“Charm is deceitful and beauty is vain, But a woman who fears the LORD, she shall be praised. I don’t think you’re deceitful or vain, do you?”
How’s that for a pick up line? Those are the words Scott Resnick wrote me fifteen years ago in college. I will never forget his wit. Scott died in a plane crash on Friday, May 22, 2009. He was 39, married for 13 years and the father of four.
I’ve struggled for two weeks to write something about this man who transformed me.
You say, “Kay, do you honestly claim to be transformed by a man other than Jesus?”
I answer, “This man ‘channeled’ Jesus.”
“Was he perfect?”
Good golly no! Scott was a happy sinner (unlike the Christ), but he embodied the radical lifestyle, the intensity for authentic rightness and the love for people that must have shocked and thrilled the people who actually got to experience Jesus’ life on earth. Two years sharing life with Scott was a good gift. It was hard to let him go back then. I can imagine the grief his wife is experiencing as she lets him go now.
Scott made me uncomfortable.
He was always questioning things. “Do you think your parents raised you well? What mistakes do you think they made?” “Why do you think drinking beer is wrong?” “What makes you buy clothes like that?” “What is God thinking making something nice like tobacco?” “Why do you like me?” “Why are you crying again?”He questioned all the authority figures in my life, not to cause rebellion, but to create understanding. It was painful, especially when he pried into my motives, but eye opening. I am a truth-teller today because of Scott. He drove the fear of being uncomfortable with uneasy truths away from me with everyday use.
“I know of an island in the gulf that grows fields and fields of marijuana. If we set fire to it, do you think the entire state of Florida would get high?” I was uncomfortable even with the idea that he had smoked it, much less discussed it so freely! (Me<a bit naive.)
I remember the time he saw someone squatting on a curb, smoking. Scott walked over asked if they had another. He lit up and began talking about Jesus. The kid he was smoking with looked uncomfortable at first, but he listened and even prayed with Scott. I don’t smoke, but I utilize the methods I learned from Scott to make uncomfortable evangelism easier.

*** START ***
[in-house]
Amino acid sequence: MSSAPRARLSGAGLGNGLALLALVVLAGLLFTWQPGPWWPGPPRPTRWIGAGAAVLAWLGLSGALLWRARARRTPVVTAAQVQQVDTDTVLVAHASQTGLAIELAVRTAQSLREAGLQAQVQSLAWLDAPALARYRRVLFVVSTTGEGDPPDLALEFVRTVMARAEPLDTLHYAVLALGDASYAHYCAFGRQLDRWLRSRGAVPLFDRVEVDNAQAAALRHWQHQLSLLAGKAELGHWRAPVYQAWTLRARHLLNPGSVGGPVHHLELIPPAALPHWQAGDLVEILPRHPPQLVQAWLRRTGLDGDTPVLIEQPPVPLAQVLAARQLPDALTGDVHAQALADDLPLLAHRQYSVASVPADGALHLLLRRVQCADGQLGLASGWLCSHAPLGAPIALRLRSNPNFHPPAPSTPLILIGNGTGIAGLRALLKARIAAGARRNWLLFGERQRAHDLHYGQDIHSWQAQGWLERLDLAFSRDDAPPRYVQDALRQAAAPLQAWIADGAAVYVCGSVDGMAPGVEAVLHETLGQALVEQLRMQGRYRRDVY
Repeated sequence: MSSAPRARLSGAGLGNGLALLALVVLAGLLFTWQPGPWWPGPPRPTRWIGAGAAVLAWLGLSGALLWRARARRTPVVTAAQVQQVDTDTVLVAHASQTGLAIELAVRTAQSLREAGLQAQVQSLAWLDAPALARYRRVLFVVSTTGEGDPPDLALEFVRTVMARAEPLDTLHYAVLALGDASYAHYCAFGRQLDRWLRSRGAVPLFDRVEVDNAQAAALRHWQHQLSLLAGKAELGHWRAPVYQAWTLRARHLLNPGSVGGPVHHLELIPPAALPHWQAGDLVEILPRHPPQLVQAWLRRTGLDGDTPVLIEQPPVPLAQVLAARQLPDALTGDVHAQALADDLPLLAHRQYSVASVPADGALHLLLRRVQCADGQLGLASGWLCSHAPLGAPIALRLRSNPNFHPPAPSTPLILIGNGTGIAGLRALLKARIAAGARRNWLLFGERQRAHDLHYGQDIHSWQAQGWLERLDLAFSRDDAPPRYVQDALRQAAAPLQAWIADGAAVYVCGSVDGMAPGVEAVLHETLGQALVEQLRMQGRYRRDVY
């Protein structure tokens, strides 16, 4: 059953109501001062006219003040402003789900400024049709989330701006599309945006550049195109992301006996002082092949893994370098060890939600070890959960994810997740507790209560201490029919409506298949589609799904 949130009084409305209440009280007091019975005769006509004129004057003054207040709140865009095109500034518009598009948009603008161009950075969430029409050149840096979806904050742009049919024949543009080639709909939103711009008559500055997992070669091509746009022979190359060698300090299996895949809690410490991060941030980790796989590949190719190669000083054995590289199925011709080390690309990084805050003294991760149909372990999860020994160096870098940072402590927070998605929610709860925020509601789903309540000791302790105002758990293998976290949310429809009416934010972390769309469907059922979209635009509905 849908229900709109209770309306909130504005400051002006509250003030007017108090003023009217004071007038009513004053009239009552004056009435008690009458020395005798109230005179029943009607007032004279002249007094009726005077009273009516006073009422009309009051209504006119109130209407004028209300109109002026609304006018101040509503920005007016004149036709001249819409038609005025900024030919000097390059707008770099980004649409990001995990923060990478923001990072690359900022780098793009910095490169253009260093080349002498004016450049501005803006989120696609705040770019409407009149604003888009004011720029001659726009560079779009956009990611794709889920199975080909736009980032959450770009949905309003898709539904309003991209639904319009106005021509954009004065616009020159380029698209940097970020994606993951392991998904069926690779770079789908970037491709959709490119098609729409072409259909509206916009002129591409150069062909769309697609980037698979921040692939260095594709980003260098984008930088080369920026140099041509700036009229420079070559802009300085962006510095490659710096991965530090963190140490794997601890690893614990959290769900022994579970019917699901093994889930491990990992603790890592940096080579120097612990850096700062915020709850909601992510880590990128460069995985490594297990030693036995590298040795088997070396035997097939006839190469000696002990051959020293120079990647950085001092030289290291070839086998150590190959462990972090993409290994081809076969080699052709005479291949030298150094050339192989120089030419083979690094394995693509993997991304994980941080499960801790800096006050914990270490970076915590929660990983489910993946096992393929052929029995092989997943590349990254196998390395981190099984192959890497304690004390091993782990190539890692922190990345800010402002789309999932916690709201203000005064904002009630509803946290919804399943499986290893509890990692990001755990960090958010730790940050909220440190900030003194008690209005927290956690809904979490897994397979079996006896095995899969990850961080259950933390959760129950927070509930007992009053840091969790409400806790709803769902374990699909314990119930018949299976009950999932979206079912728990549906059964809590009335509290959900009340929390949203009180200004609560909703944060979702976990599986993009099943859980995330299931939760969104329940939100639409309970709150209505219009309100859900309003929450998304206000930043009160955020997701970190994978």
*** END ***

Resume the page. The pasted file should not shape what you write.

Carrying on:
Scott was always fiddling with his Audi. One of the most uncomfortable times with him was riding down I-85 through Atlanta while he reclined, feet propped up … he had rigged the gas and brake pedals to a push button he held in his hand like a remote. Hmmm, not sure that was legal? heh.
Scott taught me.
He taught me how to “properly” brush my teeth. He taught me how chefs chop an onion. He taught me to ski by letting me do the bunny slope twice, then taking me to the top. He taught me how to spin a car out on ice. He taught me you can buy used sports equipment really cheap at thrift stores and that you can purchase cheap snow-gear at the Army Navy store.
“The best designed engine is in a Volkswagen beetle. You can run anything with it.”
He taught me to sandblast metal. He taught me about Uggs. He taught me to slice a potato very thin and roast it crispy. He taught me that windsurfing utilizes every muscle in your body-ouch! And, he taught me many other things that won’t be profitable to mention.
Scott enjoyed life.
I don’t think I was game before I met Scott. What do I mean by that? I remember him pushing me into activities that I was too lazy or too self-absorbed to get involved with. I’d have rather stayed in my comfort zone of what and who I knew. It took a lot of effort and courage to try something new, but newness was a habit for Scott. I’m game!
He authentically loved God’s people. Scott forced me into situations where I had to hang out with people I didn’t know. I watched him ask questions of them to start the conversation and copy how he steered the talk to Christ in a nonchalant fashion. He genuinely cared about the people he talked to and found them infinitely interesting.
Scott was able to enjoy life because he knew how to view things through an objective lens. He wasn’t caught up in his point of view only, which only leads to misery. His objectivity was an unselfish way to live and was at the root of his love of living…he not only enjoyed his life, he enjoyed other people’s lives too! He taught me to set my desires, my emotions, my agenda to the side and look at issues without those selfish hang-ups. I have learned that not many people do this, and it is a lesson I value more than gold. As I teach and counsel through my local church, I have told and re-told about Scott and his unselfish objectivity as an example worth working to emulate.
Scott unburied Jesus from the ground of religion.
I grew up in a missionary home. I knew the Bible. I went to church numerous times a week. I attended a Christian university. I was saved and baptized at a young age. But, I didn’t know Jesus until Scott introduced me. Jesus came alive, a real man who sweated and laughed. My life changed at age 19 because I knew Scott Resnick.